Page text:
Providing Food, Clothing, and Shelter

Jewish communal institutions address the problems of the poor, but individual efforts still make a crucial difference to many in need.


Over the generations, the three actions most associated with gemilut hasadim (acts of kindness) have been feeding the hungry, clothing those in need, and providing shelter for the homeless.

According to Jewish law, if a beggar approaches you on the street, and asks you for money, you are not required to give. The only time you must respond to his request is if he asks for food. Then you must feed him. Even if he is wearing a Brooks Brothers suit, a Rolex and blue suede shoes, his request must be met.

As a people with a strong tradition of providing for indigents within their own community, Jews feel that one hallmark of any healthy Jewish community is its ability to care for its poor. They may not be the most visible members of the Jewish community, but they are there. The elderly and single parents form two substantial demographic groups that often need support. And Jewish communities, by and large, do this well. They may even serve as models for many others to emulate. That is why we have hospitals, nursing homes, family and vocational services all sponsored by the Jewish community.

We would be mistaken however, if we thought those institutions released us from our own individual obligation to help. Nothing could be farther from the truth. Ideally, each person should be aware of his or her surroundings and find ways to help those who are hungry. There are people starving in the most affluent communities. It is the individual who makes the difference.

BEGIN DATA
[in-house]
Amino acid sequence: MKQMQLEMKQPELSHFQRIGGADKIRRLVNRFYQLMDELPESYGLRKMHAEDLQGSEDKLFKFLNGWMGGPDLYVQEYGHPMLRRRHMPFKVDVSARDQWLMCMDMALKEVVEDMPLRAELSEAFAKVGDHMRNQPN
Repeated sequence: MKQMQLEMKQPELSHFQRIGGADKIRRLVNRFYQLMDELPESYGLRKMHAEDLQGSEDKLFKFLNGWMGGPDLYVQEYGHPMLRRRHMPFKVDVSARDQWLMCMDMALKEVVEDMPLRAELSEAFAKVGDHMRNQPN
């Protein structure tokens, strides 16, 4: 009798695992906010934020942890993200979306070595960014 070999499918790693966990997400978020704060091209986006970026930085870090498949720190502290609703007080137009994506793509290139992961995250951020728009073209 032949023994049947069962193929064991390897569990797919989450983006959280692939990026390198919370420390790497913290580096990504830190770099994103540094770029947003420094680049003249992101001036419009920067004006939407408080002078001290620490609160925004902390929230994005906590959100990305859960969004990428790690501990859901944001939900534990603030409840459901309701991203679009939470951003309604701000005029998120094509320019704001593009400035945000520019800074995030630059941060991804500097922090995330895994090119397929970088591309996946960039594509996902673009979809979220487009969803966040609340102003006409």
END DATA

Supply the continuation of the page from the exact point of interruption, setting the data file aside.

The stories are as many as they are varied. Clara Hammer is known as the “Chicken Lady of Jerusalem.” One Friday morning, waiting for her Shabbat meat order in the butcher shop, she noticed a small girl take a bag of chicken necks, skin and gizzards from the butcher. When asked, her butcher told her that both the girl’s parents were out of work. They had no credit left. The butcher gave them the discarded offal from the shop so that they could at least make a soup. Clara ordered the butcher to take care of them, at her own expense. Twenty plus years later, Clara helps hundreds of families in similar situations–all because she refused to hide her eyes.

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Steven Bayar received his bachelor's degree and a masters in religious studies from the University of Virginia and was ordained at the Reconstructionist Rabbinical College. He serves as rabbi of Congregation Bnai Israel in Millburn, N.J., and is the author of Teens & Trust (Torah Aura), Ziv/Giraffe Curriculum (Righteous Persons), and Tikkun Olam (KTAV), & is co-founder of Ikkar Publishing.

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